Rochester, N.Y. - Kodak reached a deal to end some benefits for its retirees.
In an agreement in principal with the Official Committee of Retirees, some benefits will be terminated at the end of the year. In exchange, Kodak will provide cash payments to the retiree group, designed to offset future medical and dental costs.
Under the proposed agreement, Kodak will terminate medical, dental, and life insurances, as well as survivor benefits. In exchange, the retiree group will be given a lump sum payment of $7.5 million, and an unsecured claim of more than $630 million.
George Conboy of Brighton Securities says it is unlikely a bulk of that money will be paid out, which means retirees 65 and older will have to lean on Medicare while those younger than 65 will likely have to shell out hundreds of dollars a month for health insurance.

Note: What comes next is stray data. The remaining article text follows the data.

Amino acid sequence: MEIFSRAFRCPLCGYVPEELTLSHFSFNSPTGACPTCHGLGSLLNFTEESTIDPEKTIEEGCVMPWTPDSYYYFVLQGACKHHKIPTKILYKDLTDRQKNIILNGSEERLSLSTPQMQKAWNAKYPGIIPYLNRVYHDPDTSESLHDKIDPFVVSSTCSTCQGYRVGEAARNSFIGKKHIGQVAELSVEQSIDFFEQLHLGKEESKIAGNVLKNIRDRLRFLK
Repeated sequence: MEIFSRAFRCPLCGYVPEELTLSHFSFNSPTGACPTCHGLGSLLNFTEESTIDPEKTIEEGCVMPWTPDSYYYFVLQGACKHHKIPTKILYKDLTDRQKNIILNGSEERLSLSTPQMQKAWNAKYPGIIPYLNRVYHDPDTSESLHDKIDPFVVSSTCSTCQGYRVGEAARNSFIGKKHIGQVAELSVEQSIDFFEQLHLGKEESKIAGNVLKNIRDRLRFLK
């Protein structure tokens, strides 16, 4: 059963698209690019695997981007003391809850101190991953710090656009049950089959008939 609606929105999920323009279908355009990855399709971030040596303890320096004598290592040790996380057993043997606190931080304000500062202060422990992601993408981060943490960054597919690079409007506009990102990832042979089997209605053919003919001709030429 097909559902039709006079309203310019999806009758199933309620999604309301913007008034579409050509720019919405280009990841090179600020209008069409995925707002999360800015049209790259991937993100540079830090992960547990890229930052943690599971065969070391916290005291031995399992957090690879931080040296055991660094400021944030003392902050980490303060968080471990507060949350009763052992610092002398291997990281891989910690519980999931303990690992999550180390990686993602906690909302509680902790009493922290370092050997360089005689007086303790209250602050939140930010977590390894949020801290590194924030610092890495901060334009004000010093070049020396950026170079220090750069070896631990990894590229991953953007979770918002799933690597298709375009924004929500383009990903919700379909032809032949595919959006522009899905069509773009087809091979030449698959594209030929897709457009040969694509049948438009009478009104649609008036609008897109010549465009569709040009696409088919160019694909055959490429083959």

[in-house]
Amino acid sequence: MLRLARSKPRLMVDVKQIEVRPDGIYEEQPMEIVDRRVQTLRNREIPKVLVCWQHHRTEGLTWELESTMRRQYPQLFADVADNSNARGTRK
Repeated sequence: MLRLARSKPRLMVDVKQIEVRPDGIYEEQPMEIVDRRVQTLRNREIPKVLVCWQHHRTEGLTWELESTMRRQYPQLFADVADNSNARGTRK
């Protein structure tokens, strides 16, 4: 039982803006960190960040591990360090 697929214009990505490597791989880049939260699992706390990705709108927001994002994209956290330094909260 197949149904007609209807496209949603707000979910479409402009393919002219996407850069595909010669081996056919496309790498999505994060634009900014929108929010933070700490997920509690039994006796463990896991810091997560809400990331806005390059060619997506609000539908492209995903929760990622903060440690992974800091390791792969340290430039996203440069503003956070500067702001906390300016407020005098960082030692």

Joe Janowicz doesn't turn 65 until the middle of next year.
"We’re going to have to rob Peter to pay Paul, perhaps going to dinner less and taking away vacations," Janowicz said.
56,000 retirees, their spouses and dependents currently rely on Kodak medical benefits.
More than 6,000 retirees are under 65.
The proposal will not impact pension benefits.
The agreement would mean significant cost savings to the bankrupt company, if it’s approved by a bankruptcy court.
Kodak says it spends $10 million a month on medical benefits for retirees.
"With this proposed resolution to our U.S. retiree benefit legacy liabilities, Kodak takes a major step forward toward our successful emergence," said Kodak CEO Antonio Perez. "Today's agreement is a decisive accomplishment toward one of our fundamental objectives in our restructuring. At the same time, Kodak continues to make progress in the other important restructuring areas as we prepare Kodak for emergence. We are appreciative of the hard work and engagement of the 1114 Committee that helped us reach this agreement and of the great contributions of our retirees."